What Is A Heat Exchanger And Why Should I Care?
A shell and tube heat exchanger is a class of heat exchanger that is typically found on a fresh water-cooled boat engine, its transmission and its genset. It is the most common type of heat exchanger. See diagram below.
As its name implies, this type of heat exchanger consists of a shell (a large pressure vessel) with a bundle of tubes inside it. One fluid runs through the tubes, and another fluid flows over the tubes (through the shell) to transfer heat between the two fluids. The set of tubes is called a tube bundle, and may be composed by several types of tubes: plain, longitudinally finned, etc.
In the case of the one’s found on your boat’s engines you have sea-water (also called raw-water) flowing through the tubes which cool the coolant (anti-freeze) through the cooling journals of your engine.
And, Why Should I care?
Because it is what keeps your engine from burning up from heat.
They do not last forever even with the best of maintenance.
Most have zincs to reduce corrosion. Some do not. If yours has zincs it is extremely important to know your heat exchangers appetite for zincs. It is the maintenance item that will allow you to maximize the useful life of your heat exchanger. Some eat up zincs in just a month to a few, where others may last many months. So it is very important that you keep a ledger to find out just how often yours requires new zincs. Furthermore, if they do not get changed often enough they can break into pieces, and plug up the tubes in the seawater side.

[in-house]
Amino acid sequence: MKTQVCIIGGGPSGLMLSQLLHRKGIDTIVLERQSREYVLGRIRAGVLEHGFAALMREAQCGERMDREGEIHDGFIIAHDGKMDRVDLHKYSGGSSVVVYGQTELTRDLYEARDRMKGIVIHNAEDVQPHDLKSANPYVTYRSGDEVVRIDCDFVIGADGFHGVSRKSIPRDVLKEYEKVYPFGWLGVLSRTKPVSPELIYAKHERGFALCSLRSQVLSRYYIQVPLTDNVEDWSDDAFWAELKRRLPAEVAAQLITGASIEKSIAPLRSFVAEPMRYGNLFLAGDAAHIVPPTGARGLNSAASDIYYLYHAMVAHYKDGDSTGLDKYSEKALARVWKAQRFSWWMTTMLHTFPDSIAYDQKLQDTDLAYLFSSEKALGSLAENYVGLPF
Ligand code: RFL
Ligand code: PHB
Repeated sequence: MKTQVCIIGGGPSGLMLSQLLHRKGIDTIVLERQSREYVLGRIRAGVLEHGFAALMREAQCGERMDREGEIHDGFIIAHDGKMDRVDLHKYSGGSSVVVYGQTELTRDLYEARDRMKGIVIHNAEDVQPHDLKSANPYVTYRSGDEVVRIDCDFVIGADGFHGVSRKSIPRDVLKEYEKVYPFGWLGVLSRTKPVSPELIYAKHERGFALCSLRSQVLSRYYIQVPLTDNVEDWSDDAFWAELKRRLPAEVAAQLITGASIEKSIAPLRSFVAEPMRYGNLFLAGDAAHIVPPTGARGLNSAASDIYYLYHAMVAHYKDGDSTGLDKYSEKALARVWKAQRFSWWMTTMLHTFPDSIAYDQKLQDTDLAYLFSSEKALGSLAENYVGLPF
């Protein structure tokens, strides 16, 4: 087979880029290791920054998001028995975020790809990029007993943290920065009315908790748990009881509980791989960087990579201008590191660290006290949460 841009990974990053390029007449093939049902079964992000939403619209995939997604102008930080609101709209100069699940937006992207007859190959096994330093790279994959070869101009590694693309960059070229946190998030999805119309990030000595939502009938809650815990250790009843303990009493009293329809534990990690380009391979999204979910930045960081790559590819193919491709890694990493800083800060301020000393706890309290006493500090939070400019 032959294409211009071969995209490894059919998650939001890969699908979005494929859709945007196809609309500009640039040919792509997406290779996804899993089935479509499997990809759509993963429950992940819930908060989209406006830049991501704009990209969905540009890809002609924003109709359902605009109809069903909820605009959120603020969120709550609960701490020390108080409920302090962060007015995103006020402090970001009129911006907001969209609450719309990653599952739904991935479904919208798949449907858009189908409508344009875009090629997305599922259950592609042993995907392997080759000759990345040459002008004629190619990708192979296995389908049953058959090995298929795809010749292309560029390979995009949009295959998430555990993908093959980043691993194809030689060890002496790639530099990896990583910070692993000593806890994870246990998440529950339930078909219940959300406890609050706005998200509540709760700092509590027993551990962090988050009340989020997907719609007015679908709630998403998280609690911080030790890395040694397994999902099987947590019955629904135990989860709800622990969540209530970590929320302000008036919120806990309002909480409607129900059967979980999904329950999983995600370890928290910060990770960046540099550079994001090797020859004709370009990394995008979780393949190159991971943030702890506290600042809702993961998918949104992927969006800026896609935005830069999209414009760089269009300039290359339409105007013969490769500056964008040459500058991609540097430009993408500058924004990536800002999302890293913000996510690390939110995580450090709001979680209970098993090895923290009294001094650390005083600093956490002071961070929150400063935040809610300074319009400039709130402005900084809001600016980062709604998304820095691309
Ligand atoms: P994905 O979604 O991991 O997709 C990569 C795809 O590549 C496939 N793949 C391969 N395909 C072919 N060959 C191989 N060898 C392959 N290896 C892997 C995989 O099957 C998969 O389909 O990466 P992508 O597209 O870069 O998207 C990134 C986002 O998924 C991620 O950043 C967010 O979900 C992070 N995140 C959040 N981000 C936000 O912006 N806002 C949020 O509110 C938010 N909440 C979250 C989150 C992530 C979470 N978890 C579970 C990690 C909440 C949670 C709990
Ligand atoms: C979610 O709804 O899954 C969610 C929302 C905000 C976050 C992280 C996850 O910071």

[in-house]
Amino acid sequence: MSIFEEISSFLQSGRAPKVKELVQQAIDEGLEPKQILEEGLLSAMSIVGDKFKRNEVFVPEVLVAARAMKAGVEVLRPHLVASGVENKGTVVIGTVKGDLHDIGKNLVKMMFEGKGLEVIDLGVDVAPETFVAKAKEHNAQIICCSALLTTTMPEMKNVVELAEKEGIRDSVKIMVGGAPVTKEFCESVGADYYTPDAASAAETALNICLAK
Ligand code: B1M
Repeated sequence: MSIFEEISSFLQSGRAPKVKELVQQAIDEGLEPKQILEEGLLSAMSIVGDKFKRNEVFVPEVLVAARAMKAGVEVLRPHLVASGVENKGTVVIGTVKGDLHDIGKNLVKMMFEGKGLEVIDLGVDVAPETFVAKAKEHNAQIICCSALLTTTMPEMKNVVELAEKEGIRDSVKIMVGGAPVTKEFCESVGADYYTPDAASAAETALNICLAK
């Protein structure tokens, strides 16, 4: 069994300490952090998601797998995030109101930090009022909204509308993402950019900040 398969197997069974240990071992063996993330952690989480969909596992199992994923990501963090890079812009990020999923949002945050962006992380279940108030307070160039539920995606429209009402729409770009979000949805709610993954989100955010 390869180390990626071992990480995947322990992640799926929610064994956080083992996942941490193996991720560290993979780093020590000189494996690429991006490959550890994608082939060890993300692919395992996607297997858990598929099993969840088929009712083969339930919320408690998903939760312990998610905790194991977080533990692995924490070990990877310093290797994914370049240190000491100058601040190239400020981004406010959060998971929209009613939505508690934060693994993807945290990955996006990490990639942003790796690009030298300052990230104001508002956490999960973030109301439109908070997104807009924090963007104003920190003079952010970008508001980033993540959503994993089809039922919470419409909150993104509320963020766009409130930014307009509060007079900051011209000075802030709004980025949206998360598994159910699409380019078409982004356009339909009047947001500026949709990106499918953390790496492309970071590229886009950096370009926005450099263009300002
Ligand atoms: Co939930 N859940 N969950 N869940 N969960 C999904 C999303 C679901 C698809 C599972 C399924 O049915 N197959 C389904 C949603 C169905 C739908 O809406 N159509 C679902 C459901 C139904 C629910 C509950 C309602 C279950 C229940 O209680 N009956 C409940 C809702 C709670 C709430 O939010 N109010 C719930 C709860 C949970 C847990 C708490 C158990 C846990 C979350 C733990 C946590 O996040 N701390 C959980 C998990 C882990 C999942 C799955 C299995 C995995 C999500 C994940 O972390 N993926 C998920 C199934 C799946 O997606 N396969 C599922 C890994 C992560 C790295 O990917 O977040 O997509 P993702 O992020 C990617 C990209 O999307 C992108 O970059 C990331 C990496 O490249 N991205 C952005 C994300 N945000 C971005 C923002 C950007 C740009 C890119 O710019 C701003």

Once again, a few dollars in maintenance can save you hundreds if not thousands of dollars in repairs. However, if you have no idea just how long your zincs are lasting in your heat exchanger(s) install new ones, record the date you do this, and then check them every 30 or so days. Keep up this inspection schedule until you see that they are at 75% corroded away. Determine how much time has elapsed from the date you installed them. There… Now you know just when to be changing out your zincs in your heart exchanger(s).
What To Look For In A Bad Heat Exchanger
Below are obvious signs that you need a new heat exchanger even if it has not failed. Each photo has a caption, which describes the deficiencies.